Your browser does not support javascript:   Search for gard hereSearch for news-and-events here.


Genetic and Rare Diseases Information Center (GARD)

Epidermolysis bullosa

Your Question

My mother has had epidermolysis bullosa for many years. She recently underwent total knee replacement surgery and another surgery to flush out a staph infection and has had wound healing problems, including pus, redness and fever. We are concerned about complications from infection and wanted to know if there is any research related to wound healing in patients with epidermolysis bullosa. Where can we read more information about treatment? How can we find a physician who is knowledgeable about this condition?

Our Answer

We have identified the following information that we hope you find helpful. If you still have questions, please contact us.

How might infections in individuals with epidermolysis bullosa be treated?

The chance of contracting a skin infection can be reduced by good nutrition, which builds the body’s defenses and promotes healing, and by careful skin care with clean hands and use of sterile materials. For added protection, a doctor may recommend antibiotic ointments and soaks.[1]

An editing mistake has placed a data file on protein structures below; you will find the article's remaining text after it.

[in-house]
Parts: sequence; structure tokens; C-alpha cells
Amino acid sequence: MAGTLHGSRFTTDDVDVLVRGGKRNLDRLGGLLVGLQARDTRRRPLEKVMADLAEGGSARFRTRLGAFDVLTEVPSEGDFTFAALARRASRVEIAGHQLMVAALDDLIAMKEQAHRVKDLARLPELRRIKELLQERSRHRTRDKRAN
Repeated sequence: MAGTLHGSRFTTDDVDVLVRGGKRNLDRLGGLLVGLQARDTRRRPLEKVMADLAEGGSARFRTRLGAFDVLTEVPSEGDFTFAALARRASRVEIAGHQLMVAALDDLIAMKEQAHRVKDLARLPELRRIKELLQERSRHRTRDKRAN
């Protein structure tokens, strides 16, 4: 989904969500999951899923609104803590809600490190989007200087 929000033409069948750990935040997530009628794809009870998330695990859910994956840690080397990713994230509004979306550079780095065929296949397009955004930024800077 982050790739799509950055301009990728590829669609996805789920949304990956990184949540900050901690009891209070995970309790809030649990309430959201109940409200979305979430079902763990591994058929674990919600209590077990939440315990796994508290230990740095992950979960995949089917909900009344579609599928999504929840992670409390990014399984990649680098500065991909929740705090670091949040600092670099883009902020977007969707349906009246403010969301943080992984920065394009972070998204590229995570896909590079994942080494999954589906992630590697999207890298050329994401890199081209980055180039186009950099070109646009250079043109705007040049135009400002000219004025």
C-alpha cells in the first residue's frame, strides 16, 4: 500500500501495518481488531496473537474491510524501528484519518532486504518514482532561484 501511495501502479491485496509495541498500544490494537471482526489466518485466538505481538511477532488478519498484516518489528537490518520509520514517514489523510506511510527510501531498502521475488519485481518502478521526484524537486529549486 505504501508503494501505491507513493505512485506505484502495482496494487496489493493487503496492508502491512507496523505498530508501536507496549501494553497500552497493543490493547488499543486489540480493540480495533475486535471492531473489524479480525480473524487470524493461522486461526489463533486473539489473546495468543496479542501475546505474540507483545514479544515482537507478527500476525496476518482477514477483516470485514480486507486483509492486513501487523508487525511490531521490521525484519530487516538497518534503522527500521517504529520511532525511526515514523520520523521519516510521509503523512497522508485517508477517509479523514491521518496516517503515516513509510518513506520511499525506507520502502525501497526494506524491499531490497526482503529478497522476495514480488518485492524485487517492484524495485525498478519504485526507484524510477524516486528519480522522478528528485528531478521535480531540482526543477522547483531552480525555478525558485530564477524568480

However, even in the presence of good care, it is possible for infection to develop. Signs of infection are redness and heat around an open area of skin, pus or a yellow drainage, excessive crusting on the wound surface, a red line or streak under the skin that spreads away from the blistered area, a wound that does not heal, and/or fever or chills. A doctor may prescribe a specific soaking solution, an antibiotic ointment, or an oral antibiotic to reduce the growth of bacteria. Wounds that are not healing may be treated by a special wound covering or biologically developed skin.[1]

More details about treatment, wound care and infection control can be obtained from the eMedicine and DEBRA web sites.

Last updated: 4/22/2010

Are there research studies looking at new treatments for wound healing in individuals with epidermolyisis bullosa? lists trials that are studying or have studied wound healing in individuals with epidermolysis bullosa. Click on the link to go to to read descriptions of these studies.
Last updated: 4/22/2010

How can I locate physicians or researchers who are knowledgeable about epidermolysis bullosa?

The Dystrophic Epidermolysis Bullosa Research Association of America, Inc. (DEBRA) offers a National Physician Referral Service that connects people suffering with epidermolysis bullosa to qualified and knowledgeable health care professionals in their communities. Click on the link above to learn more about this and other services offered by the DEBRA.
Last updated: 4/22/2010

Other Names for this Disease
  • EB
See Disclaimer regarding information on this site. Some links on this page may take you to organizations outside of the National Institutes of Health.